Corbyn slams Tories as ‘party of the rich, for the rich’

Corbyn slams Tories as ‘party of the rich, for the rich’

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Jeremy Corbyn, Politics

Jeremy Corbyn attacked the Tories as the “party of the rich, for the rich” as he addressed an enthusiastic eve-of-conference rally.

As the party faithful gathered in Brighton, England Mr Corbyn used the open-air rally speech to claim that his “movement for social change” was an antidote to the “nasty individualism” of the Margaret Thatcher era.

The British Labour leader set out how he hopes to harness his grassroots support to change the party and ultimately put him in Downing Street.

Addressing a crowd that chanted “Oh Jeremy Corbyn”, dotted with European Union banners, a sign saying “boycotting Israel is not anti-Semitic” and another encouraging the purchase of Bitcoins, Mr Corbyn tore into the Tory party’s “meanness, nastiness and austerity-led politics”.

“We showed we have the strength outside Parliament to change things,” he said.

“We showed what the Tories were really about – a party of the rich, for the rich, by the rich delivering for the rich.”

Attacking the £1 billion deal Theresa May struck for DUP support in the Commons, he said: “The priority for the Tories is staying in office at all costs.”

Mr Corbyn claimed “our party plus our movement for social change” could create “a society that generally cares for all rather than the arid, nasty individualism that we inherited from the Thatcher era”.

Ahead of the conference Mr Corbyn’s supporters secured an important victory in Labour’s ruling National Executive Committee (NEC) over changes to the leadership election rules, and authorised the review of party democracy which the leader believes will be transformative.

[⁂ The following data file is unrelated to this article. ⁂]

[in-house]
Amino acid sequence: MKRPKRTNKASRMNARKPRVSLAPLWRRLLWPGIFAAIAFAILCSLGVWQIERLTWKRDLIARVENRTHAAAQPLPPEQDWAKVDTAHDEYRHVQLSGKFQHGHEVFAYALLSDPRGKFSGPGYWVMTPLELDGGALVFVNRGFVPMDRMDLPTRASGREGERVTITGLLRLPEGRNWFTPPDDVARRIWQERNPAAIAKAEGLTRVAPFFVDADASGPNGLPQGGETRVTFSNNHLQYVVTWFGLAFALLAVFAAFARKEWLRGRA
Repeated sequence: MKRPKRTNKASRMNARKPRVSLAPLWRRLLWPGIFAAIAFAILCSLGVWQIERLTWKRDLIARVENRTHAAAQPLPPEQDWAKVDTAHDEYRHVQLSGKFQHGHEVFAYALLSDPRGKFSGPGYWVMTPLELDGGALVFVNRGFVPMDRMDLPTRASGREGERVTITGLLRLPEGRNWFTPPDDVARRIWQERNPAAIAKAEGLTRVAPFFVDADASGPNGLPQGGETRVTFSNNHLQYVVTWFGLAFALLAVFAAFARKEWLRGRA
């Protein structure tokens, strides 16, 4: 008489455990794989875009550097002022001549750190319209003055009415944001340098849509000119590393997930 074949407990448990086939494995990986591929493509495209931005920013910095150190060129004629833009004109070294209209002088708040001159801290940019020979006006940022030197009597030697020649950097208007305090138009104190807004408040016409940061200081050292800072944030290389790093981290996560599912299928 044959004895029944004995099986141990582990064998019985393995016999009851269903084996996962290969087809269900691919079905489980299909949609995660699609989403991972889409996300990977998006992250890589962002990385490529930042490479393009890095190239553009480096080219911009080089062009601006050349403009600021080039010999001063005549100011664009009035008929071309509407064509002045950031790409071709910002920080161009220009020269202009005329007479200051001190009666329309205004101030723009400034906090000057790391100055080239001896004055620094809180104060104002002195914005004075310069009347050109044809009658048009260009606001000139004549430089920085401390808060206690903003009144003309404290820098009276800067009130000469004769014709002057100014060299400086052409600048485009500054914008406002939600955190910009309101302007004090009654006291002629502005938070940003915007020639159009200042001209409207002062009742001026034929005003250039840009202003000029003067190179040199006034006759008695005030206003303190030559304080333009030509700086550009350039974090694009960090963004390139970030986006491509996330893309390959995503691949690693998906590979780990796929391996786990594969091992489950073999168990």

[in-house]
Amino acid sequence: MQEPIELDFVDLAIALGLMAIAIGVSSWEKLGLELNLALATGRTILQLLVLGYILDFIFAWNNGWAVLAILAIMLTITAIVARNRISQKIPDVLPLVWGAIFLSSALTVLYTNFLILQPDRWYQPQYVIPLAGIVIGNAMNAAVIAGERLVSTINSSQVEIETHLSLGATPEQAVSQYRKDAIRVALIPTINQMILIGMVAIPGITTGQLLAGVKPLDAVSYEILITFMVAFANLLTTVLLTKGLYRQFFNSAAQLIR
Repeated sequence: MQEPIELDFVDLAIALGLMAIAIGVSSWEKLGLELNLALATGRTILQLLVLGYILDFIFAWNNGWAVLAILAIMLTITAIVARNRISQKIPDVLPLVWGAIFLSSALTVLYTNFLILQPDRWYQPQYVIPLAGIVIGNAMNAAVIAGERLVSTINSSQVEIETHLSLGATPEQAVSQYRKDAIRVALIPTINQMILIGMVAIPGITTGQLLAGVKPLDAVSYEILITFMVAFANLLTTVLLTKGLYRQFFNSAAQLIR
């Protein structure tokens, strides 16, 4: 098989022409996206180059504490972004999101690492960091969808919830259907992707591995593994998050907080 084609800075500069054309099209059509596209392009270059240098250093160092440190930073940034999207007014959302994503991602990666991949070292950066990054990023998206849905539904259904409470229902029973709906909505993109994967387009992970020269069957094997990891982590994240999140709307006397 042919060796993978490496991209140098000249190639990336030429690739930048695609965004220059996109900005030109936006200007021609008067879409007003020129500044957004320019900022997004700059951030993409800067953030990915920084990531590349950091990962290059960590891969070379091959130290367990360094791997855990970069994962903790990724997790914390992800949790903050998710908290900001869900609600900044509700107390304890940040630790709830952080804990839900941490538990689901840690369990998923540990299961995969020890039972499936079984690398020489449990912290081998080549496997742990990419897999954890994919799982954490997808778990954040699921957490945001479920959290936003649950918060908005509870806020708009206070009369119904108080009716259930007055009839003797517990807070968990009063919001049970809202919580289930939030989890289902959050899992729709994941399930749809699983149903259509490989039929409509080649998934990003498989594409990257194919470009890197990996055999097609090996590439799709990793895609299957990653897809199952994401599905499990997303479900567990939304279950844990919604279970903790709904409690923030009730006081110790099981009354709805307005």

In changes expected to be endorsed by the national conference, the NEC agreed to a proposal to cut the number of nominations a candidate needs to run from 15% to 10% of the party’s MPs and MEPs.

The change is expected to make it easier for a left-wing candidate to secure a place on the ballot paper when 68-year-old Mr Corbyn finally steps down.

In a further strengthening of the left’s position, the party also increased the number of NEC delegates from members and unions as well as authorising the democracy review.

Before the rally, at Labour’s women’s conference, Mr Corbyn said he wanted a “more open, more democratic party” with the “widest possible participation”.

He said: “Wide participation in policy making leads to more support for the policies we get, leads us to that movement that will bring about the end of this government but – beyond that – the end of the system of inequality and injustice in our society.”

Mr Corbyn condemned the “unbelievable and disgusting” abuse targeted at women Labour MPs including Luciana Berger and shadow home secretary Diane Abbott.

In a message to some Labour supporters who have engaged in vitriolic attacks at women MPs from other wings of the party, he said: “All women who represent our party deserve our unqualified support.”

Meanwhile, shadow women and equalities minister Dawn Butler launched a “period poverty campaign” with a promise to provide funding for free sanitary products for secondary schools, foodbanks and homeless shelters.

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